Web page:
Respectfully submitted,

Ed Burke, filling in for Secretary John Hobbs

Getting to Veasey Memorial Park
From Interstate 95 north, take the Route 133 west (54B) exit, and follow it into Georgetown Center.  Go straight through the light, now on Route 97N.  Go about 1.5 miles and take a left onto Salem Street (Tea Garden Restaurant at this intersection).  Stay on Salem Street and turn left onto Washington Street. VMP is down a bit on the right.

Directions to all of the NSAAC observing sites are available on our web site’s “About” page at:
http://nsaac.org/about-the-club/

E-Mail Listserve
If you have email access and are an NSAAC member in good standing, you may want to subscribe to the email notification system that Lew Gramer established for the Club in 1996. This is a “members only” system that places you in contact with other members for late breaking news concerning spontaneous observing activities, outings, tech talk, etc. You can subscribe by emailing your request to the address below.  Your message should look like this:

To: majordomo at nsaac.org
Subject: Email list (you can put anything here)
Body: subscribe NSAAC Full-Name <email-address>

To remove yourself from the email list, or to temporarily suspend delivery from the list or access your other options, please use our “Subscriber Settings” Web page:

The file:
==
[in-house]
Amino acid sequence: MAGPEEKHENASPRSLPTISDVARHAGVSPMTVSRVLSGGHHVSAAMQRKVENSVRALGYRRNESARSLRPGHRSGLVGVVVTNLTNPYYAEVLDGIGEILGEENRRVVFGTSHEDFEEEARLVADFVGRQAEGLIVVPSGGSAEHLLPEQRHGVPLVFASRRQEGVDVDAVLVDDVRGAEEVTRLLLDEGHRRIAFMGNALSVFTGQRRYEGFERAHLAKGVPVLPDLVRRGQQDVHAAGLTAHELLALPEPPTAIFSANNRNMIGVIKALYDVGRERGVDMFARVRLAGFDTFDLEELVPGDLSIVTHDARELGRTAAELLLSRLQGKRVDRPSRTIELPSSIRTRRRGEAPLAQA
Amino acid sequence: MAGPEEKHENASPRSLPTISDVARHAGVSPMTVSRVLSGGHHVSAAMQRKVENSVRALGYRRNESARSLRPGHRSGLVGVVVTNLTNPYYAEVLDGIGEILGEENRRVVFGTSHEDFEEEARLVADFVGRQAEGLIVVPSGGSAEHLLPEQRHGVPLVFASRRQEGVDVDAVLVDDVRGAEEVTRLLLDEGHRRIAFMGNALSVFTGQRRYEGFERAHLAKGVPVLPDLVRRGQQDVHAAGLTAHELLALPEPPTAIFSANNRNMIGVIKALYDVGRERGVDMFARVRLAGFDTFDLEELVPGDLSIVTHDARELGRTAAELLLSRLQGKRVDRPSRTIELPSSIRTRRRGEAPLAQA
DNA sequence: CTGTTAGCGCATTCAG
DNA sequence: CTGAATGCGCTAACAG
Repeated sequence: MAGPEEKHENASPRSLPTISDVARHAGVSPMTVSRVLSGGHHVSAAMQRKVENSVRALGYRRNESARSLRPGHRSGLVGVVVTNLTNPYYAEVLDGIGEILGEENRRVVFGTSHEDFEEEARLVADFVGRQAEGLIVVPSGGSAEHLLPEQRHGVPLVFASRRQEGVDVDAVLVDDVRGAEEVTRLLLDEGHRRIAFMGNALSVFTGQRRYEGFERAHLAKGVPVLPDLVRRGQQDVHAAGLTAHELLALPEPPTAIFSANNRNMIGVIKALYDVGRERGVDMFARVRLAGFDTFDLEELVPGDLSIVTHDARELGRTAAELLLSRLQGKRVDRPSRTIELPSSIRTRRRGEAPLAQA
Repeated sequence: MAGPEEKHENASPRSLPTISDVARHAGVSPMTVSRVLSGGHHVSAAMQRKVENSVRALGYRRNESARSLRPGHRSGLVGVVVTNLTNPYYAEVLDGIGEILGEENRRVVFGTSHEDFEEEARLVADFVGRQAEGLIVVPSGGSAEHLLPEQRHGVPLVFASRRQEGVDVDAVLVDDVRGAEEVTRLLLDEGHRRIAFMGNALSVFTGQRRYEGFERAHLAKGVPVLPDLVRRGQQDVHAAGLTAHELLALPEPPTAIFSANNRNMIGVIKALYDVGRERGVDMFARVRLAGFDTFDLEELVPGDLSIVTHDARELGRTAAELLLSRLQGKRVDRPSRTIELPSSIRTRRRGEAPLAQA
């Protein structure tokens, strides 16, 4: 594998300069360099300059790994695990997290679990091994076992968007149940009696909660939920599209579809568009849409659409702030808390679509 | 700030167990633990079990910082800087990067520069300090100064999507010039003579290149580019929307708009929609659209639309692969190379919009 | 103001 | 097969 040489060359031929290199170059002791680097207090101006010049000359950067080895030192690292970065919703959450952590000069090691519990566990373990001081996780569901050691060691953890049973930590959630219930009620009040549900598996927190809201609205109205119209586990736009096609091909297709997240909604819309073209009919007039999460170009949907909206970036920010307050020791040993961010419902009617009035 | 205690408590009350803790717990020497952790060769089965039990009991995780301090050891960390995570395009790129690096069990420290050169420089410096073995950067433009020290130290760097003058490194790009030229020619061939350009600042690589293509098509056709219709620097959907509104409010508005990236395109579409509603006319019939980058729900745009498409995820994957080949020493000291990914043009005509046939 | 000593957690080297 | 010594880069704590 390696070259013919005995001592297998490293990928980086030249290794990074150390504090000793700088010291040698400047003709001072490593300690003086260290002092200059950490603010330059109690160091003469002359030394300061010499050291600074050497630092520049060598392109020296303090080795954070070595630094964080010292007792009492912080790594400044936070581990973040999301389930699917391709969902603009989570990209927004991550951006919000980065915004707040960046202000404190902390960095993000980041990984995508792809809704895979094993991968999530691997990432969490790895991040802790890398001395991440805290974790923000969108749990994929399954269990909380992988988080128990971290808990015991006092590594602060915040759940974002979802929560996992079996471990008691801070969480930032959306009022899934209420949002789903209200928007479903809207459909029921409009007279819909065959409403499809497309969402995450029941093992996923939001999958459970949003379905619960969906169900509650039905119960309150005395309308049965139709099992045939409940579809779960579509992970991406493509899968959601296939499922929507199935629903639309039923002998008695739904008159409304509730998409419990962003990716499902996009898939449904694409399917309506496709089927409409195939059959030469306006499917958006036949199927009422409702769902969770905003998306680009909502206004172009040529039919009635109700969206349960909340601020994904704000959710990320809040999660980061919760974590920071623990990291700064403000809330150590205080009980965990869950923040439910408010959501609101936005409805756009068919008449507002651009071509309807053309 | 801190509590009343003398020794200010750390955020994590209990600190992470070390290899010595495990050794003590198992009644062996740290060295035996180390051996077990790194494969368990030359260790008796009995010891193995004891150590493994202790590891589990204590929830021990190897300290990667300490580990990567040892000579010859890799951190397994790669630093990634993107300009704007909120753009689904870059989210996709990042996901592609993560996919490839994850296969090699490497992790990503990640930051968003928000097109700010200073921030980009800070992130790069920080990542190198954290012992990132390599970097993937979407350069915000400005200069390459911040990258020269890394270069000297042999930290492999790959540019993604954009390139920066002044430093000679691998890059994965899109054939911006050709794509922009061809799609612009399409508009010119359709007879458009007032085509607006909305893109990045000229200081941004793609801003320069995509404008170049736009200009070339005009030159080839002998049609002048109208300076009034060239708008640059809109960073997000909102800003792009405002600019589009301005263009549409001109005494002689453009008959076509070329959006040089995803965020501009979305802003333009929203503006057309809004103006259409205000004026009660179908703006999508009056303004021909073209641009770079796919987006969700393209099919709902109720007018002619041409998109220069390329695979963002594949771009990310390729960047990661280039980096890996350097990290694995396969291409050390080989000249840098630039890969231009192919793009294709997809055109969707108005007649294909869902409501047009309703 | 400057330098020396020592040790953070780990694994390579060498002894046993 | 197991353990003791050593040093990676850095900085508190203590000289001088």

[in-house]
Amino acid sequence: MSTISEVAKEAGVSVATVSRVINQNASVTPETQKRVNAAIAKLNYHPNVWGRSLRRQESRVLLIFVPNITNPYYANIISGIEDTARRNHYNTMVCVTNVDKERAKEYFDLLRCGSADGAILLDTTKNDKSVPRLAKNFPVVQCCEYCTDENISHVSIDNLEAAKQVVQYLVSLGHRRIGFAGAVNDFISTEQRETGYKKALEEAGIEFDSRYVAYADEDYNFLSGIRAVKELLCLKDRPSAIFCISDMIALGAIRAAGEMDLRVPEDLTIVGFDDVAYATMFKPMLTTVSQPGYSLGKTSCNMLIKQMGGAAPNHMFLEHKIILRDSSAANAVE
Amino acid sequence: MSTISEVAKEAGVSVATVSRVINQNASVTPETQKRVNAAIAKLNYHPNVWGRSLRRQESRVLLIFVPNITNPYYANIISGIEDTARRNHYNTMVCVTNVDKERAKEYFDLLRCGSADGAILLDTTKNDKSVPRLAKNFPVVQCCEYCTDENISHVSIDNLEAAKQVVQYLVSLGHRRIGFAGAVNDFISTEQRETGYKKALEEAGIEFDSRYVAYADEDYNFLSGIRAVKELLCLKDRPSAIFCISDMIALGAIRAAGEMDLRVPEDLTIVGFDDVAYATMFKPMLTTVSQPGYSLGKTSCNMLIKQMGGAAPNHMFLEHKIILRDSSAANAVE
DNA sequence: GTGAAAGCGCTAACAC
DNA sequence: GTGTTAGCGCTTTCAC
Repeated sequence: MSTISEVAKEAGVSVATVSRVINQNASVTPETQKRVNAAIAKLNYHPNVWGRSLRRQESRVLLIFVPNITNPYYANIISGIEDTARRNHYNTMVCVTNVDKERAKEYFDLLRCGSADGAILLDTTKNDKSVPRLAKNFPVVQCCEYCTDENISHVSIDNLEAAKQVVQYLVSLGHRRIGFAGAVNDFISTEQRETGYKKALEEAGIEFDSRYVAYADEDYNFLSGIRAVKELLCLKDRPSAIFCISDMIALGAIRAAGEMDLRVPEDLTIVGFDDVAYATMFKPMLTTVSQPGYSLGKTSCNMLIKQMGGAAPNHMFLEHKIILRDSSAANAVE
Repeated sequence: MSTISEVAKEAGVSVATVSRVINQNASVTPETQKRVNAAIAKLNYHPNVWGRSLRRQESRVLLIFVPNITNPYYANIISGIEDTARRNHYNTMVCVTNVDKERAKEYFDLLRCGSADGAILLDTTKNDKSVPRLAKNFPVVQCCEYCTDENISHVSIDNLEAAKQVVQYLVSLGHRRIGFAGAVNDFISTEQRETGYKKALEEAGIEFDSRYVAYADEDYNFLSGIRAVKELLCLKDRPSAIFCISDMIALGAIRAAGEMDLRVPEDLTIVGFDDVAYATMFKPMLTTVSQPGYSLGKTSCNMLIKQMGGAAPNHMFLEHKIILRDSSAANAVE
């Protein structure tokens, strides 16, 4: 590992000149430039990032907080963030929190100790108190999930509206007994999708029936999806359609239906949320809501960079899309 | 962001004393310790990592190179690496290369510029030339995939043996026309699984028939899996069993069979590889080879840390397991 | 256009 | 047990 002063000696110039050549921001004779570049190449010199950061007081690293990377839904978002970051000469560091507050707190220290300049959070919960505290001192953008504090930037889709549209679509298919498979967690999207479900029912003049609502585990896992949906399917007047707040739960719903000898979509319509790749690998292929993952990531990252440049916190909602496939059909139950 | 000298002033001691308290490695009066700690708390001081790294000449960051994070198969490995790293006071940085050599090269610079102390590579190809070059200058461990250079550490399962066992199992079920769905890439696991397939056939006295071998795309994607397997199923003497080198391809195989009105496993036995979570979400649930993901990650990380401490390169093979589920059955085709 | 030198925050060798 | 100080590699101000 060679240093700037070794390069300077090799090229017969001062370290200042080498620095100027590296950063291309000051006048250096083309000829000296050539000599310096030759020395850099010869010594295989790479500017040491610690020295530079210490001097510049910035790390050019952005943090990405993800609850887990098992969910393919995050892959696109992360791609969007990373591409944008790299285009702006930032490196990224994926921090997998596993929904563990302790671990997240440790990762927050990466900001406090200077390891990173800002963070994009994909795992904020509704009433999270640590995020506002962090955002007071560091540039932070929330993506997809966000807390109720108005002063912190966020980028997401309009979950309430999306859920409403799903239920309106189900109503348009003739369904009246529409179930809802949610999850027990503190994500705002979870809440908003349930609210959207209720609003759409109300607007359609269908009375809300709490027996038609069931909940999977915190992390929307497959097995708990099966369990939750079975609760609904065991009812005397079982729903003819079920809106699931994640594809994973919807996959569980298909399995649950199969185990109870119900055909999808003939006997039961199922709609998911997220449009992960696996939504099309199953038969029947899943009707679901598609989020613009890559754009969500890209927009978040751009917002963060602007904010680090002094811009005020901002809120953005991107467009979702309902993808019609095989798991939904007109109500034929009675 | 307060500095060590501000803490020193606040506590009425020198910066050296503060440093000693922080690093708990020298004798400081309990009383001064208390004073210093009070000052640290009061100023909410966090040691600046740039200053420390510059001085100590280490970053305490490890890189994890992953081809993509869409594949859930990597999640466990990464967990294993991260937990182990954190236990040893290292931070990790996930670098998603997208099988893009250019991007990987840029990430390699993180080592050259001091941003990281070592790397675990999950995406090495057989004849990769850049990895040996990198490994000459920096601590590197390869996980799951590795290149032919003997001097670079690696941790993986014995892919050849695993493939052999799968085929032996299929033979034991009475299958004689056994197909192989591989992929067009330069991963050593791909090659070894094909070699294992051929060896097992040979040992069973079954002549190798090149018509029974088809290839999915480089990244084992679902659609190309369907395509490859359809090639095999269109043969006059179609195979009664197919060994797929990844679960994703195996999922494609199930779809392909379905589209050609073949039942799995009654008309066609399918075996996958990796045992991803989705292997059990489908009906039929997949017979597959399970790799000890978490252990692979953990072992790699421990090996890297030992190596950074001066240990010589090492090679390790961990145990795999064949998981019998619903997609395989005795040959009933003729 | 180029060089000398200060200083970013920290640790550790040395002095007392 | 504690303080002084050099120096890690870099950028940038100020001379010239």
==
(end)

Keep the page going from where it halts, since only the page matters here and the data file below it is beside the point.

http://lists.nsaac.org/mailman/listinfo/nsaac#subscribers

Contact Information
For more information about the club and its activities, contact Kevin Hocker,  Membership Director, email: membership at nsaac.org or Bryan Stone, President, e-mail president at nsaac.org.

Our club web site is: http://www.nsaac.org.

The Celestial Observer has been edited by Leor Zolman. Feedback, and member contributions are welcome. Contact: newsletter at nsaac.org.

Suggestions regarding the content of the NSAAC web site are always welcome; Please email webmaster at nsaac.org with your ideas.

Where Is The Calendar!!!
Sorry folks, no calendar this month for the printed edition of the Celestial Observer. Please reference the calendar on our website at www.nsaac.org.

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A non-profit organization under Section 501(c)(3) of the IRS code.